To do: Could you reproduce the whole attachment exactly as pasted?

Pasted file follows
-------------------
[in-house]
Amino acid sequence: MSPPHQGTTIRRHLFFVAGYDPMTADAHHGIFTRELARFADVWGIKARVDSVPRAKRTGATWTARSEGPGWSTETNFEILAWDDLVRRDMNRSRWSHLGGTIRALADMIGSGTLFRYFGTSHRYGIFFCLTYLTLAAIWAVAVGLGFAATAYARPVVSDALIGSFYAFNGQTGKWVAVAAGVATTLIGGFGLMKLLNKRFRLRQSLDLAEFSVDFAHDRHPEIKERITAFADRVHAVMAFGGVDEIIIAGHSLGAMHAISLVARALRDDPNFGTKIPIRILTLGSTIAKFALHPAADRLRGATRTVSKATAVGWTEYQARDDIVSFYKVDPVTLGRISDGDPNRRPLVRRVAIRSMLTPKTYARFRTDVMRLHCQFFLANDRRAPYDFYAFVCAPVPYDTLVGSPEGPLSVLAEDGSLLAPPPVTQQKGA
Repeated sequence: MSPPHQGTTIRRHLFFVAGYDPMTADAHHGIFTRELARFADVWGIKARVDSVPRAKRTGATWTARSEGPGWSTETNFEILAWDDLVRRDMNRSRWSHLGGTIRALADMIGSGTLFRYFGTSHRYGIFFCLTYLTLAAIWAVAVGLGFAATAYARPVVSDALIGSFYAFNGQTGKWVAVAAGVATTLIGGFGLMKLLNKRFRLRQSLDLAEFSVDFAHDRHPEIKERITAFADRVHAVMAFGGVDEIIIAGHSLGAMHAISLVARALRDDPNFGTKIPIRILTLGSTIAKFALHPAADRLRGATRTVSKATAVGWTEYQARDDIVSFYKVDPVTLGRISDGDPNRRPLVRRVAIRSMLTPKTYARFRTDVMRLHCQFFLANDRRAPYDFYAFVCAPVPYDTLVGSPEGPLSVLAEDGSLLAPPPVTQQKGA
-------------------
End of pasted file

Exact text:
[in-house]
Amino acid sequence: MSPPHQGTTIRRHLFFVAGYDPMTADAHHGIFTRELARFADVWGIKARVDSVPRAKRTGATWTARSEGPGWSTETNFEILAWDDLVRRDMNRSRWSHLGGTIRALADMIGSGTLFRYFGTSHRYGIFFCLTYLTLAAIWAVAVGLGFAATAYARPVVSDALIGSFYAFNGQTGKWVAVAAGVATTLIGGFGLMKLLNKRFRLRQSLDLAEFSVDFAHDRHPEIKERITAFADRVHAVMAFGGVDEIIIAGHSLGAMHAISLVARALRDDPNFGTKIPIRILTLGSTIAKFALHPAADRLRGATRTVSKATAVGWTEYQARDDIVSFYKVDPVTLGRISDGDPNRRPLVRRVAIRSMLTPKTYARFRTDVMRLHCQFFLANDRRAPYDFYAFVCAPVPYDTLVGSPEGPLSVLAEDGSLLAPPPVTQQKGA
Repeated sequence: MSPPHQGTTIRRHLFFVAGYDPMTADAHHGIFTRELARFADVWGIKARVDSVPRAKRTGATWTARSEGPGWSTETNFEILAWDDLVRRDMNRSRWSHLGGTIRALADMIGSGTLFRYFGTSHRYGIFFCLTYLTLAAIWAVAVGLGFAATAYARPVVSDALIGSFYAFNGQTGKWVAVAAGVATTLIGGFGLMKLLNKRFRLRQSLDLAEFSVDFAHDRHPEIKERITAFADRVHAVMAFGGVDEIIIAGHSLGAMHAISLVARALRDDPNFGTKIPIRILTLGSTIAKFALHPAADRLRGATRTVSKATAVGWTEYQARDDIVSFYKVDPVTLGRISDGDPNRRPLVRRVAIRSMLTPKTYARFRTDVMRLHCQFFLANDRRAPYDFYAFVCAPVPYDTLVGSPEGPLSVLAEDGSLLAPPPVTQQKGA